Feminine divinities were invoked at the beginning.
Here is the place where it becomes clear that this is not the usual question of a god who is identical with the yogin, but also of his consort, so that the yogin transforms himself into a feminine being, into the consort of the god, even at the beginning of the experience.
This god is described as yogini, i.e., the corresponding feminine. If he imagines his body as that of the devatâ, this is the blessedness that belongs to the body.
If he says: Shrî Heruka aham, I am the holy Heruka, he should meditate on every syllable of the mantra, identifying himself with the god of the ritual so as to become a dyad, i.e., a form both feminine and masculine. ~Carl Jung, Psychology of Yoga and Meditation, Page 69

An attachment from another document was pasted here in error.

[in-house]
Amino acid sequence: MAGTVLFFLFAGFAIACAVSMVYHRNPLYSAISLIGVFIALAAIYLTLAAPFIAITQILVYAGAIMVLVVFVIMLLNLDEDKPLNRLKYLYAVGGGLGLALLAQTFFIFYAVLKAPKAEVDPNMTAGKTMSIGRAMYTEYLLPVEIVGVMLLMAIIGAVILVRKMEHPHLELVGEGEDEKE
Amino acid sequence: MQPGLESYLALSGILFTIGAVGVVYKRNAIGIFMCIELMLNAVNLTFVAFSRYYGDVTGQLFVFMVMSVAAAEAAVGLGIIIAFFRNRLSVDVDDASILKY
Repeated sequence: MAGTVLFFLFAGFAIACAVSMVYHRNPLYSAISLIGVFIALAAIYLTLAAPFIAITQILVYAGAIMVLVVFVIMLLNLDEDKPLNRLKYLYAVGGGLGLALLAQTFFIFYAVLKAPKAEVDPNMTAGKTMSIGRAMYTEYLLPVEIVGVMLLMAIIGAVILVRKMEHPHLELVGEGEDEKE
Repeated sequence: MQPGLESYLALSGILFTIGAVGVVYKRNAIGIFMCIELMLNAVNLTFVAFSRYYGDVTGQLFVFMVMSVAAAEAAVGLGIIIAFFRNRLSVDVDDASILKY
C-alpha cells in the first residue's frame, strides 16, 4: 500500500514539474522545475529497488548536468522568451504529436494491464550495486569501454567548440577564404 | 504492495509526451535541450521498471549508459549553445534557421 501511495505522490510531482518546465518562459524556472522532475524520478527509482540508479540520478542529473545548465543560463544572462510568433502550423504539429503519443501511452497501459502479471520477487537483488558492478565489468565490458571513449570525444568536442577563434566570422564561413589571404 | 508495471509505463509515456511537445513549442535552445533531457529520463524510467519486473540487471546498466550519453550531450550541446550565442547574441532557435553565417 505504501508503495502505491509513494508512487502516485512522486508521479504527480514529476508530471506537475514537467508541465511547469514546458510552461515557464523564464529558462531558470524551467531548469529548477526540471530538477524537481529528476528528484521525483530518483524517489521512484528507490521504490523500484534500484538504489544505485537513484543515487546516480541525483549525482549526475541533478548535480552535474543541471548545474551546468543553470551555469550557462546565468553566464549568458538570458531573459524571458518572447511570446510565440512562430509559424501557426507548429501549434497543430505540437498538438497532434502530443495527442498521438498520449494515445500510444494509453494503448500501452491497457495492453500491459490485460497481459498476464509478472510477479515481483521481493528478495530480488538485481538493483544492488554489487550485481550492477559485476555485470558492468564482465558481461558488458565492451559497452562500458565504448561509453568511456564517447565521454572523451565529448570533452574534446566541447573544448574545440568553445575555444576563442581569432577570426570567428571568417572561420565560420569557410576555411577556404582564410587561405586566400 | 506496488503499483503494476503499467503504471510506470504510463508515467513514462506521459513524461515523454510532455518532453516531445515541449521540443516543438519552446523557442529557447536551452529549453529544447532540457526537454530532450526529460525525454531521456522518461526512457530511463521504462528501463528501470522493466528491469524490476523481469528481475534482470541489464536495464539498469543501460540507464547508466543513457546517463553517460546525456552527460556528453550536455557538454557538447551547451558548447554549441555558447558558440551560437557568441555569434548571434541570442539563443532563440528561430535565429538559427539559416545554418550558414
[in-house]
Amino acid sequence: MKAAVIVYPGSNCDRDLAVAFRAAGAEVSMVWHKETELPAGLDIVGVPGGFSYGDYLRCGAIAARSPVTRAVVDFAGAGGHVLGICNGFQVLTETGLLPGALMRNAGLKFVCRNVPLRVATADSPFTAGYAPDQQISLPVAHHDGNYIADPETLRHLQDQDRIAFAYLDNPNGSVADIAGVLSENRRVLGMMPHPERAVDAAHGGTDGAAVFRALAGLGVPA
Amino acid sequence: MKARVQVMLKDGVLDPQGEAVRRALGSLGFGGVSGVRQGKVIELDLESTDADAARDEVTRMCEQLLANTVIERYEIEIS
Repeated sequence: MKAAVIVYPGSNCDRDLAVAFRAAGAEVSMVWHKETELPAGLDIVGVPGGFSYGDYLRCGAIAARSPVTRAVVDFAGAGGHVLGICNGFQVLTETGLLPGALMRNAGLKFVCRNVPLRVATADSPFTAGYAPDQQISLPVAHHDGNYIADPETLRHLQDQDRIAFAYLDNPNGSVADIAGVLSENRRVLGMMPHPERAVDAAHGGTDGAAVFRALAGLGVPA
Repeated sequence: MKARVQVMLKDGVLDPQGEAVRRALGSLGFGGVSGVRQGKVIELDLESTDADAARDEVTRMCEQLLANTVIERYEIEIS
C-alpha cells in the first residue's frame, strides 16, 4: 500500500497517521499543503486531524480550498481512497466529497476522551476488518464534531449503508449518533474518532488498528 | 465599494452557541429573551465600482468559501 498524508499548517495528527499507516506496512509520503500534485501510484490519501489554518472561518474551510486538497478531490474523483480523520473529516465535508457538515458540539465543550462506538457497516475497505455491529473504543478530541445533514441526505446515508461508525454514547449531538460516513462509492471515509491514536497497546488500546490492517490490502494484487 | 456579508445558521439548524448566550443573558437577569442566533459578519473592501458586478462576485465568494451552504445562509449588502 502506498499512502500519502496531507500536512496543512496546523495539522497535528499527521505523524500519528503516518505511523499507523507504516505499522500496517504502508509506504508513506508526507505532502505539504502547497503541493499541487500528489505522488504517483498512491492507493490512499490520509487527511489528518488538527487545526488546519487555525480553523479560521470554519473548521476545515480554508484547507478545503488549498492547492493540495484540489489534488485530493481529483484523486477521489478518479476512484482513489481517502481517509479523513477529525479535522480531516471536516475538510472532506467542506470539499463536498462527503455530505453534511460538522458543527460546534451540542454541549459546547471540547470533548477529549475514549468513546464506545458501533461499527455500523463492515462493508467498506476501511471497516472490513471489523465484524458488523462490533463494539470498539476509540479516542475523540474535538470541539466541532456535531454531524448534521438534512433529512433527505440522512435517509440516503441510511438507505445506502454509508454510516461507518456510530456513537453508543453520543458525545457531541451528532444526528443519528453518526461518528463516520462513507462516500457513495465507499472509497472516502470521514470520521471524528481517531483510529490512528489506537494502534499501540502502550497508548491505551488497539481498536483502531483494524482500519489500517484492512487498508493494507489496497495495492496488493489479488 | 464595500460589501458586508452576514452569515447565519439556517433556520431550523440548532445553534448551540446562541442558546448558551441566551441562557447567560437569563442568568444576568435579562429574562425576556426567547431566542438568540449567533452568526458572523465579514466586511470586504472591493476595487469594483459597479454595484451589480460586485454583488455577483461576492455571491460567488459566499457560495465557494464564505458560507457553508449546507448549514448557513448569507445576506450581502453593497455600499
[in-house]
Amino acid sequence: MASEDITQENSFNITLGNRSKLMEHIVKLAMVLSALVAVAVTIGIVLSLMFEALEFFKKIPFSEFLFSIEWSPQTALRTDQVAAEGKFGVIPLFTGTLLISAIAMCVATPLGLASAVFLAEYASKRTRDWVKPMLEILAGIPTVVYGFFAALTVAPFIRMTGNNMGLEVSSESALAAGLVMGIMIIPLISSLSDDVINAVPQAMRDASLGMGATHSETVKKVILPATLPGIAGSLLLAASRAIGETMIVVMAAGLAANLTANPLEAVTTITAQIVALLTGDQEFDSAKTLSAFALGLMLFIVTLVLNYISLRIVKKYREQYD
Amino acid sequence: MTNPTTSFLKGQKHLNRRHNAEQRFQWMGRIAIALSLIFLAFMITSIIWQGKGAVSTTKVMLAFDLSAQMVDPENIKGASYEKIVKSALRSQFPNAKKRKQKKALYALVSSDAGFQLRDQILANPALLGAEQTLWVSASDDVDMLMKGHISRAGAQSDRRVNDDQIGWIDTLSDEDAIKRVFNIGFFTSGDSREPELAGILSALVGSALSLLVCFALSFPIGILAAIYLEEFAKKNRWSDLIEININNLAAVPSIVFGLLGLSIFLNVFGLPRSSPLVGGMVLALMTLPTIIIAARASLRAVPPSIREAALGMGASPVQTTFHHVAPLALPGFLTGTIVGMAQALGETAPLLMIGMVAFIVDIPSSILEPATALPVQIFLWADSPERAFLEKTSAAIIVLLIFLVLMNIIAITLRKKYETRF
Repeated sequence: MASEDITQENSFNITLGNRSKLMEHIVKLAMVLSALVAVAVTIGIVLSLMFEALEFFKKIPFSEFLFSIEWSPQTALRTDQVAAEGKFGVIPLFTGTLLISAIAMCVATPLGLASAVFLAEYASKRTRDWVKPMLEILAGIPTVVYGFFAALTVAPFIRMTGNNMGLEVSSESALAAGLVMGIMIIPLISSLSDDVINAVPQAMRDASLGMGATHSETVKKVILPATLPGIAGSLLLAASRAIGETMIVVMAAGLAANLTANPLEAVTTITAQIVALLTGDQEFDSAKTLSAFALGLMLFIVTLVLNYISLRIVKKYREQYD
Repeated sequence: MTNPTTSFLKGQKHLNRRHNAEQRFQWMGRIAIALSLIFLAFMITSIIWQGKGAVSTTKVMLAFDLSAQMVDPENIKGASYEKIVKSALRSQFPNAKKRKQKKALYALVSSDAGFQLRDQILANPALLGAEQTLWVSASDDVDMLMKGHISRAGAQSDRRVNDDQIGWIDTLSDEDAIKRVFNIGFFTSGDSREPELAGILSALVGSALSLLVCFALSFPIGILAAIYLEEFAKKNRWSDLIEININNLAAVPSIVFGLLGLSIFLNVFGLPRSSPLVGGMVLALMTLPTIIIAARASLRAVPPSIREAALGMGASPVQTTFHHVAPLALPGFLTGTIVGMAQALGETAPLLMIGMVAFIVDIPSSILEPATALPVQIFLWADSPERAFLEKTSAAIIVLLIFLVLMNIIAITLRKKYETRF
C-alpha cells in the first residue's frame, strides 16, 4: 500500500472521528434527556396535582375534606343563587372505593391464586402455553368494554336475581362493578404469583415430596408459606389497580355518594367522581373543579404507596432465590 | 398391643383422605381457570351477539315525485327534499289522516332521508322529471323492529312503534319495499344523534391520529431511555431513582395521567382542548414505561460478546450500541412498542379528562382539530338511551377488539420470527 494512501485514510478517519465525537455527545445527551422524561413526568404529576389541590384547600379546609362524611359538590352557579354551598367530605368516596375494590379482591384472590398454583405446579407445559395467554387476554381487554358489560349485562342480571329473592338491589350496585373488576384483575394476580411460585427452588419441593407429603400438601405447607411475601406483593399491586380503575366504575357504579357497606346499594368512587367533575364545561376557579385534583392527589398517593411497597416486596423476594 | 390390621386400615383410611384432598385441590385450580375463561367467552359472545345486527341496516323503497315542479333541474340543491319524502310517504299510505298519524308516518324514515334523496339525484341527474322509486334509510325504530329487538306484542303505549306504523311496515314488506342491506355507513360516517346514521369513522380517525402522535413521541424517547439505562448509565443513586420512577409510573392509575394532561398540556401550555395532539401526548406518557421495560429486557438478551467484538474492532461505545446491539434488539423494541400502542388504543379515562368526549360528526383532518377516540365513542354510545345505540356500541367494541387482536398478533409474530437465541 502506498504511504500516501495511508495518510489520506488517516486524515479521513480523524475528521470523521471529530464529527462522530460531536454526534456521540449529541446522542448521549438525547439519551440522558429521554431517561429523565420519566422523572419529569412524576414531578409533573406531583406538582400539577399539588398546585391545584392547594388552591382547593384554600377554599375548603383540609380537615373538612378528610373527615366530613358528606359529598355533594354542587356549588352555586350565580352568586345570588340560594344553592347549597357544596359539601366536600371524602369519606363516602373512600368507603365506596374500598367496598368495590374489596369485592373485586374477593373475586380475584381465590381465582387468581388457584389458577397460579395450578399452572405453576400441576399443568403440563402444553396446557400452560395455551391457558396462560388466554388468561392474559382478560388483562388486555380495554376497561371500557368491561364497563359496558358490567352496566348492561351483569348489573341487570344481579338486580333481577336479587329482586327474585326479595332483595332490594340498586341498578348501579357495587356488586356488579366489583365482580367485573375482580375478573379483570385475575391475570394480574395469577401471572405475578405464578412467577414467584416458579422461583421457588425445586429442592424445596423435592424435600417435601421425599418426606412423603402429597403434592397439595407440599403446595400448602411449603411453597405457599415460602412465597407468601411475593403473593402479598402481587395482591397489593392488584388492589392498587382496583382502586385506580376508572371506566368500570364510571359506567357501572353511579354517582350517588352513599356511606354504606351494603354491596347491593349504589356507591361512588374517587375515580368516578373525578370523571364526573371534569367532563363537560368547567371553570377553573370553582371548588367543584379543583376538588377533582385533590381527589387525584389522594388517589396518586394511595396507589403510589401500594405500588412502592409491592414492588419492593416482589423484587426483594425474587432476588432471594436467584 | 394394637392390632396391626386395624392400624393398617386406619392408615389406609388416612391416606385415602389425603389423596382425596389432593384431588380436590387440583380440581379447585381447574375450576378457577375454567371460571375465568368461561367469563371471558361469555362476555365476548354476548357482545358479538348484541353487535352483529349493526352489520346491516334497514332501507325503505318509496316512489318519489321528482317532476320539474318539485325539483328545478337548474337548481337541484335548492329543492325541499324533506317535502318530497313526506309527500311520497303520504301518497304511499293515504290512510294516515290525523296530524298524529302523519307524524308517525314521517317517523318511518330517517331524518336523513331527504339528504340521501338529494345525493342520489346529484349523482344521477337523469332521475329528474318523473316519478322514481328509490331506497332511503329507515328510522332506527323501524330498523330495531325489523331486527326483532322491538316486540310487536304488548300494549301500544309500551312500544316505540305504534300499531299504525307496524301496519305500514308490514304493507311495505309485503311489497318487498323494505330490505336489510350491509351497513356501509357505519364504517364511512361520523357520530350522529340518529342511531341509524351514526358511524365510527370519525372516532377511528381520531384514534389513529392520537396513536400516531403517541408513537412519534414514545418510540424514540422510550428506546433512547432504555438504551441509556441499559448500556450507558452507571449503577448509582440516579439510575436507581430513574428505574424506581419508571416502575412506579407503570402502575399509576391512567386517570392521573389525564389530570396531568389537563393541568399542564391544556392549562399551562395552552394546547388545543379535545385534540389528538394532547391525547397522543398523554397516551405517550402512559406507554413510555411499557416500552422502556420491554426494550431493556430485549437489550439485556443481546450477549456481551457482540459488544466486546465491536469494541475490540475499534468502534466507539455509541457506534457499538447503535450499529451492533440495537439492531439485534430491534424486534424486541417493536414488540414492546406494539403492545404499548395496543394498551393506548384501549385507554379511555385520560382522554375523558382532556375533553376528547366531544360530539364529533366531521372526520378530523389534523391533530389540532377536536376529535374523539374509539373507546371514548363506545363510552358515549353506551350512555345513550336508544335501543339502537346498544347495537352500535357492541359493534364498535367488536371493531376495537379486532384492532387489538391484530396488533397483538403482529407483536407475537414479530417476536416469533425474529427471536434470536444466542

In Mahâyâna Buddhism Târâ is a female bodhisattva.
She plays an important role in Tibetan Vajrayana Buddhism, where she is understood as the bodhisattva of compassion and action representing the female aspect of Avalokiteśvara.
She has been venerated as a Tantric goddess since the seventh century. As Hindu goddess she is worshipped in Shaktism. ~Psychology of Yoga and Meditation, Page 64, Fn 230